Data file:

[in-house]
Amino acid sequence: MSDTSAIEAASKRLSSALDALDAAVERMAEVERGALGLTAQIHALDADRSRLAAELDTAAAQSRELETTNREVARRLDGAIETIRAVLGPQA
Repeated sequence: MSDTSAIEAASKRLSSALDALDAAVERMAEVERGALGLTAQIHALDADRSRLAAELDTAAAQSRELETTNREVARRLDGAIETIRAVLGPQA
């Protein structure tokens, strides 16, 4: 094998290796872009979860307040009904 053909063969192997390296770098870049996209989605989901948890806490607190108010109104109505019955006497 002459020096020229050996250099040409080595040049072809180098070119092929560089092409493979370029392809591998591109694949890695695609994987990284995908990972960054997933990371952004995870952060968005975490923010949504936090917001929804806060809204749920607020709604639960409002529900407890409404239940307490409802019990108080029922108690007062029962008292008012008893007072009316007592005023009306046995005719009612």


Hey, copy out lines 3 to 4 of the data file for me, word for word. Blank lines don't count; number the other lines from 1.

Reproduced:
Repeated sequence: MSDTSAIEAASKRLSSALDALDAAVERMAEVERGALGLTAQIHALDADRSRLAAELDTAAAQSRELETTNREVARRLDGAIETIRAVLGPQA
């Protein structure tokens, strides 16, 4: 094998290796872009979860307040009904 053909063969192997390296770098870049996209989605989901948890806490607190108010109104109505019955006497 002459020096020229050996250099040409080595040049072809180098070119092929560089092409493979370029392809591998591109694949890695695609994987990284995908990972960054997933990371952004995870952060968005975490923010949504936090917001929804806060809204749920607020709604639960409002529900407890409404239940307490409802019990108080029922108690007062029962008292008012008893007072009316007592005023009306046995005719009612």